Since we discovered the water crises in some new areas, Harisen has got to work trying to find a quick but sustainable solution.
The options are spring protection, which is cleaning out, digging, building and enclosing a existing natural spring.
An alternative is refurbishing a well such as that in the picture and fitting a new canzee pump.
A bigger job is digging a new well, building a brick lining, making and fixing a concrete,cover and finally fixing a canzee pump.
Harisen was up at 4am yesterday morning and travelled about 300 miles to Salima to collect Cranfield masters student Ian Sutton to enlist his help in some well drilling.
Ian is evaluating some alternative techniques for his thesis, which hopefully will be a help to us.
When the arrived in Mzuzu with loads of pics the net was down and still is, hence the pic of the pic from July 2.
It portrays a common sight from Africa, where only about 20% of the pumps installed over the past 25 years actually work today.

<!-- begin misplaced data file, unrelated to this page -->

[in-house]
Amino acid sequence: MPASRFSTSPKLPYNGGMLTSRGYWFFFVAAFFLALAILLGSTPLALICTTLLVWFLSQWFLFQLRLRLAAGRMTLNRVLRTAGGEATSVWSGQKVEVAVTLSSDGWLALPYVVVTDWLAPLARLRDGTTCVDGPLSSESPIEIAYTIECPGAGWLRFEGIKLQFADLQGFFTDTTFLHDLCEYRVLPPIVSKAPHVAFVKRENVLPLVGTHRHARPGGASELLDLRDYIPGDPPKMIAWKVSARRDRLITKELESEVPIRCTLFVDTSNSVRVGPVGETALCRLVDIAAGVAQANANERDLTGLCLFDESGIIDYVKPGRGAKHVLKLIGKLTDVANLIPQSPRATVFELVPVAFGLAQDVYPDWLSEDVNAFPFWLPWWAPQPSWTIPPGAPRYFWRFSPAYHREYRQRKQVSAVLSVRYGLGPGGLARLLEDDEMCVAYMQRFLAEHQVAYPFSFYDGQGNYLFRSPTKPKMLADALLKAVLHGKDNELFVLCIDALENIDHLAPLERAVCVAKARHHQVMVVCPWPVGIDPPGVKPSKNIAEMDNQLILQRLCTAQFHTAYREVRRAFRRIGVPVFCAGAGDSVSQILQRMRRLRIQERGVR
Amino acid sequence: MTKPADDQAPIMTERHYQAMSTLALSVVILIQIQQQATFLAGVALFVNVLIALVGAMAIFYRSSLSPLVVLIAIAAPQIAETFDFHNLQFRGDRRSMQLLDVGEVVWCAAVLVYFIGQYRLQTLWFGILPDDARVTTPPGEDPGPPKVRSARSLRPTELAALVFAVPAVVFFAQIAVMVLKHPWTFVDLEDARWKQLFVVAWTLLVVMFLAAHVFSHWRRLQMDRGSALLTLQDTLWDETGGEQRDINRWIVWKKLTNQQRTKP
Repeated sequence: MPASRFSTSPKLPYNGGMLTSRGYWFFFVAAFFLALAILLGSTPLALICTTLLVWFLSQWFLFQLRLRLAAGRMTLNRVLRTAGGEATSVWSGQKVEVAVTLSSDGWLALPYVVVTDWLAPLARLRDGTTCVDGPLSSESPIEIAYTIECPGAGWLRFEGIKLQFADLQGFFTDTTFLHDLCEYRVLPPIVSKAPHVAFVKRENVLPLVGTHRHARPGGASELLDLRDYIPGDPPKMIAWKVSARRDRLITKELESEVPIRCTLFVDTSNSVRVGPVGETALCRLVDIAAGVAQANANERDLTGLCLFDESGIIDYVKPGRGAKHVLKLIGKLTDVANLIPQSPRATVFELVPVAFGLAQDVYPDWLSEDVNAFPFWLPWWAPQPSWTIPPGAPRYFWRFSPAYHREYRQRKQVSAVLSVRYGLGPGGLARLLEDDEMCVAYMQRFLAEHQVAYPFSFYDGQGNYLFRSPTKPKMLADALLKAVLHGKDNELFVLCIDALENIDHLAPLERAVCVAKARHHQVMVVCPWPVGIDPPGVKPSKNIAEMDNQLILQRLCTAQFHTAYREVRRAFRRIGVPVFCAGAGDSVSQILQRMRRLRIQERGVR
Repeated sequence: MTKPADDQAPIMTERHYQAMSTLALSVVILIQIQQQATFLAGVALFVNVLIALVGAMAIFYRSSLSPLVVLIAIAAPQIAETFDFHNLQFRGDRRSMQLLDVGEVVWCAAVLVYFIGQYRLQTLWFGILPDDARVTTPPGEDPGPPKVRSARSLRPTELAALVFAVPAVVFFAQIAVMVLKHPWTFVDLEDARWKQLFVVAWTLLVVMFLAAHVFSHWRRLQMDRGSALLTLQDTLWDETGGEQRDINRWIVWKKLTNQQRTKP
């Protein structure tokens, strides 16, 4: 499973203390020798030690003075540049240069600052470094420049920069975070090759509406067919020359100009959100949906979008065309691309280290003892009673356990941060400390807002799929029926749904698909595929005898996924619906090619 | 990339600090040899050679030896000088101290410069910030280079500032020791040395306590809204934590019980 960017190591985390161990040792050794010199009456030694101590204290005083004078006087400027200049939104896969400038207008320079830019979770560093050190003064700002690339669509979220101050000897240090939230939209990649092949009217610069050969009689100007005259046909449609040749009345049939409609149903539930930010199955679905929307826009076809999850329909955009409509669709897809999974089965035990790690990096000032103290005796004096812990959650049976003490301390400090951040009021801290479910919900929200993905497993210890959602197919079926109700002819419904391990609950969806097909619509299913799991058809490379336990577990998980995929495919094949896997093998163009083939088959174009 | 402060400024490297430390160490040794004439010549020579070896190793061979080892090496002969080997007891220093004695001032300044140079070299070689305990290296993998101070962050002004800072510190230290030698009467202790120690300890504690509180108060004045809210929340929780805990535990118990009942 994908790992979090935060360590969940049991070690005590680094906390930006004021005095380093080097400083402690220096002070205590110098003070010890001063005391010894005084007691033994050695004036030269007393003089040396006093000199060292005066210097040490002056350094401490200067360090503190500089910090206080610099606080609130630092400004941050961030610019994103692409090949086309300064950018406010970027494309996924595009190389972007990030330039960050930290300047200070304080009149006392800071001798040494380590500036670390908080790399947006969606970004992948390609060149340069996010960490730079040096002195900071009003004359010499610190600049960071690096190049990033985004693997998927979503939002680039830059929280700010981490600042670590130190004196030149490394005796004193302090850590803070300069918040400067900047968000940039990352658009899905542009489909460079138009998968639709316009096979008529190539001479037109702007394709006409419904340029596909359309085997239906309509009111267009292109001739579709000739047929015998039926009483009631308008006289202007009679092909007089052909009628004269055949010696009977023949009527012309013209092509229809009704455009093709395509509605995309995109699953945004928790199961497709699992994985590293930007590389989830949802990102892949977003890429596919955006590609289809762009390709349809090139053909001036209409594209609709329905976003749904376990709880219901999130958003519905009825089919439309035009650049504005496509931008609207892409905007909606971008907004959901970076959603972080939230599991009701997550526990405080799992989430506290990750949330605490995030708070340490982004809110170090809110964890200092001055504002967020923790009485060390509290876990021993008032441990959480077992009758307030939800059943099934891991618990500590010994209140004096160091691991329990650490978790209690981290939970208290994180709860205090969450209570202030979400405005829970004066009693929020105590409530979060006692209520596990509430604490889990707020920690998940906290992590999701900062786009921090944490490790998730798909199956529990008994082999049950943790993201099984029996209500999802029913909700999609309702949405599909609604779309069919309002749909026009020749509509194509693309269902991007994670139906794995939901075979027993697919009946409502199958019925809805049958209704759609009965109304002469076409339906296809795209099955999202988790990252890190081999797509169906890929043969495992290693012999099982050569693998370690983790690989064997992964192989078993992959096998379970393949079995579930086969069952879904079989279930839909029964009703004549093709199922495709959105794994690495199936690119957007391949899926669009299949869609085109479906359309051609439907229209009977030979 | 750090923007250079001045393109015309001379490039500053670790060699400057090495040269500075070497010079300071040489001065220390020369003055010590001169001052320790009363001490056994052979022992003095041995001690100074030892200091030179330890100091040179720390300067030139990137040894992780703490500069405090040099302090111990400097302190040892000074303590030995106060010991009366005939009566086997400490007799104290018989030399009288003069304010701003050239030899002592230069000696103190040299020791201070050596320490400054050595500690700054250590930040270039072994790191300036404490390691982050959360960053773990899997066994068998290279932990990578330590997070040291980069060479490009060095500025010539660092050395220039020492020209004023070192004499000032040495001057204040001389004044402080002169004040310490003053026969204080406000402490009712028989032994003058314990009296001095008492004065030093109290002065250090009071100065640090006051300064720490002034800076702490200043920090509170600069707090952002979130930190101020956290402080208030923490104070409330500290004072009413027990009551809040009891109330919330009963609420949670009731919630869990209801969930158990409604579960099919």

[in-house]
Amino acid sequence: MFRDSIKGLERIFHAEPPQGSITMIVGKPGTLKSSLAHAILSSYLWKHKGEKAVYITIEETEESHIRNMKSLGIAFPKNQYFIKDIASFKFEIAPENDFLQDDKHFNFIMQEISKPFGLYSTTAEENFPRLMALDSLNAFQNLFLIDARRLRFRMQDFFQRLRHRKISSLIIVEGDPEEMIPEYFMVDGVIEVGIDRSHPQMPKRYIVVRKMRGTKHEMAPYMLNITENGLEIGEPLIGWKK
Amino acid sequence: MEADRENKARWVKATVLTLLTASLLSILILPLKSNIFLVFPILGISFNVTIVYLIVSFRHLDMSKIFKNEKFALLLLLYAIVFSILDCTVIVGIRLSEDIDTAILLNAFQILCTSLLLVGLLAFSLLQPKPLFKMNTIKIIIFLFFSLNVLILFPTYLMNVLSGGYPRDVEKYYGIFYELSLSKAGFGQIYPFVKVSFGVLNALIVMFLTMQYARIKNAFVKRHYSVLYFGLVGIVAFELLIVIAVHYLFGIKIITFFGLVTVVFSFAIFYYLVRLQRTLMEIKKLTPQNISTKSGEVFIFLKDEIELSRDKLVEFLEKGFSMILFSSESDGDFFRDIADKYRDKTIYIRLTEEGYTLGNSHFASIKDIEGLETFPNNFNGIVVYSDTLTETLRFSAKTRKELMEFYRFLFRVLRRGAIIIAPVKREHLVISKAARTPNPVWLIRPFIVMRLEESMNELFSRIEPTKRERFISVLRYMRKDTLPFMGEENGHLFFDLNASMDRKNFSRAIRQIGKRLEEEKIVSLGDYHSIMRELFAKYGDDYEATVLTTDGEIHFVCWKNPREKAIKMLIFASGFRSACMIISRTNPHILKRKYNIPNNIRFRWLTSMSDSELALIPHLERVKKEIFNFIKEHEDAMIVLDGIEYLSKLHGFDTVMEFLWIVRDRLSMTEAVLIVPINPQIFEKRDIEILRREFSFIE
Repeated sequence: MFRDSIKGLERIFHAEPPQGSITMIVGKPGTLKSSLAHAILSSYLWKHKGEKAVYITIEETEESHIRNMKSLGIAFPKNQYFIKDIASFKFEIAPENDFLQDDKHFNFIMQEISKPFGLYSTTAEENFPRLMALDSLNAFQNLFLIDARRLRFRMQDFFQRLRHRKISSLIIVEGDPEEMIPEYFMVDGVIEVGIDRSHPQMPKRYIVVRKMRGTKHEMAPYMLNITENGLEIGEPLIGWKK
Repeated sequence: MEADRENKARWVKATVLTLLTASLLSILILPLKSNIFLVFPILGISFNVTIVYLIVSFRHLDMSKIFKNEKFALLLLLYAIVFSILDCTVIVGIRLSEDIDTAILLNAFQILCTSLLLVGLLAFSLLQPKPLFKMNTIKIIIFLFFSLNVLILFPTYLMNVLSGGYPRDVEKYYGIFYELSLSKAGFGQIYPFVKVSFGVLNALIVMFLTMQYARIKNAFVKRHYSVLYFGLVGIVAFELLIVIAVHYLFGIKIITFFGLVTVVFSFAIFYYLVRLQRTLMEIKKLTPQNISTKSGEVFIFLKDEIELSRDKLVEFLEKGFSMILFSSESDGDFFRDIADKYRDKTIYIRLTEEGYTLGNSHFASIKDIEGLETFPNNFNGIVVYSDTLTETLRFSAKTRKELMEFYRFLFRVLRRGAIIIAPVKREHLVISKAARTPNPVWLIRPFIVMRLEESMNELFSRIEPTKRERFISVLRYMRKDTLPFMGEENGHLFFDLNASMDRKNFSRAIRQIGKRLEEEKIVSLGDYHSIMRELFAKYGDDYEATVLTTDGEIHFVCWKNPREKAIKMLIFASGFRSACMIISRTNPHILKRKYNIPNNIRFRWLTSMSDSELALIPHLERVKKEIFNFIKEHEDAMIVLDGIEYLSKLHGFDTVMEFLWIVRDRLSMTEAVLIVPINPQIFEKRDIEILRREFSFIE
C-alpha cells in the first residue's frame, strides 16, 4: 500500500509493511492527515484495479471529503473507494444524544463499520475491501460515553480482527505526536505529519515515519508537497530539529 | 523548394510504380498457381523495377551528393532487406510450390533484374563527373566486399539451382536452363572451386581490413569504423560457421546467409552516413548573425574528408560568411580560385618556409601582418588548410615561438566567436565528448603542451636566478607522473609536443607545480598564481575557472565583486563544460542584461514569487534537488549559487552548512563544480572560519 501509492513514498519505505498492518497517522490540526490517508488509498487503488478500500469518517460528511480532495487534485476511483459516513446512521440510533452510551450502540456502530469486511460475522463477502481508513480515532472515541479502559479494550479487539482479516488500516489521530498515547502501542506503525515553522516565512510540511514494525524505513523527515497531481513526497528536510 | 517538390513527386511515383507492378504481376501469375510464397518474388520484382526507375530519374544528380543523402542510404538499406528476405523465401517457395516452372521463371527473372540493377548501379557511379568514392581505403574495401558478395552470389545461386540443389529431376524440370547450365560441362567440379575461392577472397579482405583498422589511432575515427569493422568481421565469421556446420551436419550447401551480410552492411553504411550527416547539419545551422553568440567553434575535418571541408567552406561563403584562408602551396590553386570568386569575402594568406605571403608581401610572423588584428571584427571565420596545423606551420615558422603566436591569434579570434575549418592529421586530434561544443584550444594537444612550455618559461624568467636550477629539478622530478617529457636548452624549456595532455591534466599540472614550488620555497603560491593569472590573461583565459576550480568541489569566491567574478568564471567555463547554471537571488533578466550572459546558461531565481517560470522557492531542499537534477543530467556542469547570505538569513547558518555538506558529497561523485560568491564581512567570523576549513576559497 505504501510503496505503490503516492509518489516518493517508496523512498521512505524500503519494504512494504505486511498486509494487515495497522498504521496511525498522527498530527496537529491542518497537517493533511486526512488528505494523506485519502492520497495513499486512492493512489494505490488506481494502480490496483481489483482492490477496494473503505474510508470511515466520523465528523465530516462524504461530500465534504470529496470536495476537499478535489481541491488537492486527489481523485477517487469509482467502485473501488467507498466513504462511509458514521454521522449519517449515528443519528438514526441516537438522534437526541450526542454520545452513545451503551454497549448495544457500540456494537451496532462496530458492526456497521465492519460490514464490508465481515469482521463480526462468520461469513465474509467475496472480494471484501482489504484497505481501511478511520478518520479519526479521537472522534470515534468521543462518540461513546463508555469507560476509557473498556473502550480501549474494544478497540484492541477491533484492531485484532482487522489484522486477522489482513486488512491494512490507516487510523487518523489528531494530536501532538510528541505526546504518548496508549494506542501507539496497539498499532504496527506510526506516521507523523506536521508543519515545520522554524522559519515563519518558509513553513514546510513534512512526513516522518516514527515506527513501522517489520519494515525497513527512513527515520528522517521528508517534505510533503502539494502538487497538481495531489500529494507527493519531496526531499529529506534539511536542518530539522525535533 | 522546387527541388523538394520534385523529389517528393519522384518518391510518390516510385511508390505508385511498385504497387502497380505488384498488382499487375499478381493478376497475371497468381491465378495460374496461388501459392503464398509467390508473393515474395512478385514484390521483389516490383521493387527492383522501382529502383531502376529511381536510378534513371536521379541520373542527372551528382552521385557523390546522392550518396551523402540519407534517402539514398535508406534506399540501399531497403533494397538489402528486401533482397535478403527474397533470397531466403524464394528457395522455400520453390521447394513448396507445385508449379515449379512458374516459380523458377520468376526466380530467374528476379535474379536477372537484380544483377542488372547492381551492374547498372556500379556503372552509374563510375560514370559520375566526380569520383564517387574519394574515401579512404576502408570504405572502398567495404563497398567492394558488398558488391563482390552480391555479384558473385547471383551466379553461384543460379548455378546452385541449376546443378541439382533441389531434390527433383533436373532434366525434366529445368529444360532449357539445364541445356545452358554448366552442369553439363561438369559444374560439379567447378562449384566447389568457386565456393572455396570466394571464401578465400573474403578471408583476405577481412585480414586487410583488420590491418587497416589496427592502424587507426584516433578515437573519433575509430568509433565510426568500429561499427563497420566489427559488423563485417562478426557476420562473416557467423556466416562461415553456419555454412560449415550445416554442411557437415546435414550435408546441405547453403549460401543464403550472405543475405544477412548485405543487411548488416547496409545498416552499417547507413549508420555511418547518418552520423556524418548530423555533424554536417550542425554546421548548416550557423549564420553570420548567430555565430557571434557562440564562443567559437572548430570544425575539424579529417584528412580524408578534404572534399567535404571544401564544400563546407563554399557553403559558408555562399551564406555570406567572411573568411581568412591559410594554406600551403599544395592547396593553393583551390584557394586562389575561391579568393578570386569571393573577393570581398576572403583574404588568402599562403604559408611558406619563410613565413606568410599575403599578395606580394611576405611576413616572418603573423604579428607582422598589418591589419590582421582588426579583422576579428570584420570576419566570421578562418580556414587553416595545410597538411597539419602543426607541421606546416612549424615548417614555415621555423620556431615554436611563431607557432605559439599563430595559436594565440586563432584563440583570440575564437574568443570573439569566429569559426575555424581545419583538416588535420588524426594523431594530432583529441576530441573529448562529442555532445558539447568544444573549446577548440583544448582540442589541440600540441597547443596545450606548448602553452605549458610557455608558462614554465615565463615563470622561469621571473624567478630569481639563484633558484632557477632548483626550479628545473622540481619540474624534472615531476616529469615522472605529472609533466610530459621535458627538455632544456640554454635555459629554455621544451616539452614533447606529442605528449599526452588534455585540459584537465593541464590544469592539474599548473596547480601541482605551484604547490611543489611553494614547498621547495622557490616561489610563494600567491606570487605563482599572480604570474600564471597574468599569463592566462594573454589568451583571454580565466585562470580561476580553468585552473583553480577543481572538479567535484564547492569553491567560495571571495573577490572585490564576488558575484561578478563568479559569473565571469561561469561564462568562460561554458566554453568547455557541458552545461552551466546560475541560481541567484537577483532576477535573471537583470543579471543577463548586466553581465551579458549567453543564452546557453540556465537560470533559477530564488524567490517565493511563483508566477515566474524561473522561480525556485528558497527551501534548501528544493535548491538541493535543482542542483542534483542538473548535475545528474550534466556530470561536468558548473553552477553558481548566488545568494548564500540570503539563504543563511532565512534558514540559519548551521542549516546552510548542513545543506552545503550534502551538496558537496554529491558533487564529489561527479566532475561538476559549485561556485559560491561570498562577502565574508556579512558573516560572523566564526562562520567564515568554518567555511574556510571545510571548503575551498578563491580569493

The pumps are often too technically complex that they need constant back up of parts and expertise.
Malawians say, they come, put in the pump and leave. Everything is great. It works for a while and when it breaks down we have neither the parts or the knowledge to fix it
The Canzee pump is low tech, low spec, affordable and has only two wearing parts which can be replaced by village women in 5 minutes, and the only tool they need is a 4 inch nail or the equivalent.